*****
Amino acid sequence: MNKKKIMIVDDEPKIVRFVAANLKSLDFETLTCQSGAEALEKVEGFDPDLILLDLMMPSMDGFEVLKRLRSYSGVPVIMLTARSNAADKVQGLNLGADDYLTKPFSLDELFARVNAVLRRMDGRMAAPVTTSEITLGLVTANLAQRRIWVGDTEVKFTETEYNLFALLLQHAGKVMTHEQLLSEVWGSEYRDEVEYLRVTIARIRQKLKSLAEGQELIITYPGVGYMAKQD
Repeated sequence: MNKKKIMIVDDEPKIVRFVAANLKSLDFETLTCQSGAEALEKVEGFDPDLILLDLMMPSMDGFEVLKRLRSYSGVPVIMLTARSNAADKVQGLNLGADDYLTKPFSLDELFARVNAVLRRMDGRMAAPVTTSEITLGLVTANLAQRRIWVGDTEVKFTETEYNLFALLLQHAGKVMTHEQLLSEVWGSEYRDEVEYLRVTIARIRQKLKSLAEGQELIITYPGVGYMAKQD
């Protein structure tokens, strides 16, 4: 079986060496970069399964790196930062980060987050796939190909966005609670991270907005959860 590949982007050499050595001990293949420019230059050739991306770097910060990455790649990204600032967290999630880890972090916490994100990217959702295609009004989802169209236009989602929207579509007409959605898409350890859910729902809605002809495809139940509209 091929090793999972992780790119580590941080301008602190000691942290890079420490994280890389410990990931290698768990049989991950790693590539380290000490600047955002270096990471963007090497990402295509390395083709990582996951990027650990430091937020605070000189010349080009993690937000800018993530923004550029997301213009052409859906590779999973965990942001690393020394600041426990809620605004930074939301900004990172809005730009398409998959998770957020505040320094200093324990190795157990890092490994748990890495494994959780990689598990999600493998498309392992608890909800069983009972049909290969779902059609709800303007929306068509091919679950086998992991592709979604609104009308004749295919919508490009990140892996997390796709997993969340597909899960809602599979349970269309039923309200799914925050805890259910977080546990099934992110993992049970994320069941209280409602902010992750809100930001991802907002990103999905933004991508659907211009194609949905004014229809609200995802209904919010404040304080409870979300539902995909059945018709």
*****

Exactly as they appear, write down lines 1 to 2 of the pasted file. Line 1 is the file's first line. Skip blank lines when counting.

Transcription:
Amino acid sequence: MNKKKIMIVDDEPKIVRFVAANLKSLDFETLTCQSGAEALEKVEGFDPDLILLDLMMPSMDGFEVLKRLRSYSGVPVIMLTARSNAADKVQGLNLGADDYLTKPFSLDELFARVNAVLRRMDGRMAAPVTTSEITLGLVTANLAQRRIWVGDTEVKFTETEYNLFALLLQHAGKVMTHEQLLSEVWGSEYRDEVEYLRVTIARIRQKLKSLAEGQELIITYPGVGYMAKQD
Repeated sequence: MNKKKIMIVDDEPKIVRFVAANLKSLDFETLTCQSGAEALEKVEGFDPDLILLDLMMPSMDGFEVLKRLRSYSGVPVIMLTARSNAADKVQGLNLGADDYLTKPFSLDELFARVNAVLRRMDGRMAAPVTTSEITLGLVTANLAQRRIWVGDTEVKFTETEYNLFALLLQHAGKVMTHEQLLSEVWGSEYRDEVEYLRVTIARIRQKLKSLAEGQELIITYPGVGYMAKQD